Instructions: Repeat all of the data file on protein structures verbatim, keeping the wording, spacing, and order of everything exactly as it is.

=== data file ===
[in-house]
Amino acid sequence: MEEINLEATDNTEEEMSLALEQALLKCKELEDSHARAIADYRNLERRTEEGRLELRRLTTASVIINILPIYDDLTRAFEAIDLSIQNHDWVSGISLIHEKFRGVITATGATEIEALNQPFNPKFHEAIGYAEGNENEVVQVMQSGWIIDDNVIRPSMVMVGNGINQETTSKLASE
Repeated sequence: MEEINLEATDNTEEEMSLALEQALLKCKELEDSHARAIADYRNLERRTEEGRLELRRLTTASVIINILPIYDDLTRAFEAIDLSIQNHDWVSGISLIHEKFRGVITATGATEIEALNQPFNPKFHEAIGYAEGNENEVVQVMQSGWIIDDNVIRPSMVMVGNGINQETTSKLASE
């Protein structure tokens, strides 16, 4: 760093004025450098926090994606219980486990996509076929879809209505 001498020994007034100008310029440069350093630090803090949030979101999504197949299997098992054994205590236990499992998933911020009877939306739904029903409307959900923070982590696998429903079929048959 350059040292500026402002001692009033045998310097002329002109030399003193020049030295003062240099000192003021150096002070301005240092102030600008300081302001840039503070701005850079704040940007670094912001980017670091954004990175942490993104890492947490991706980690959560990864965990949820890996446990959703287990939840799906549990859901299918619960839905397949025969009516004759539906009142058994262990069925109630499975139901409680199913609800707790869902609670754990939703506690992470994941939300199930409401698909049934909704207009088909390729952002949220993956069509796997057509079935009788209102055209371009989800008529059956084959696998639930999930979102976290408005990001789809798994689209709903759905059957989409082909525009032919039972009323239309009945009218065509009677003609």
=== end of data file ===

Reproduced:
[in-house]
Amino acid sequence: MEEINLEATDNTEEEMSLALEQALLKCKELEDSHARAIADYRNLERRTEEGRLELRRLTTASVIINILPIYDDLTRAFEAIDLSIQNHDWVSGISLIHEKFRGVITATGATEIEALNQPFNPKFHEAIGYAEGNENEVVQVMQSGWIIDDNVIRPSMVMVGNGINQETTSKLASE
Repeated sequence: MEEINLEATDNTEEEMSLALEQALLKCKELEDSHARAIADYRNLERRTEEGRLELRRLTTASVIINILPIYDDLTRAFEAIDLSIQNHDWVSGISLIHEKFRGVITATGATEIEALNQPFNPKFHEAIGYAEGNENEVVQVMQSGWIIDDNVIRPSMVMVGNGINQETTSKLASE
């Protein structure tokens, strides 16, 4: 760093004025450098926090994606219980486990996509076929879809209505 001498020994007034100008310029440069350093630090803090949030979101999504197949299997098992054994205590236990499992998933911020009877939306739904029903409307959900923070982590696998429903079929048959 350059040292500026402002001692009033045998310097002329002109030399003193020049030295003062240099000192003021150096002070301005240092102030600008300081302001840039503070701005850079704040940007670094912001980017670091954004990175942490993104890492947490991706980690959560990864965990949820890996446990959703287990939840799906549990859901299918619960839905397949025969009516004759539906009142058994262990069925109630499975139901409680199913609800707790869902609670754990939703506690992470994941939300199930409401698909049934909704207009088909390729952002949220993956069509796997057509079935009788209102055209371009989800008529059956084959696998639930999930979102976290408005990001789809798994689209709903759905059957989409082909525009032919039972009323239309009945009218065509009677003609």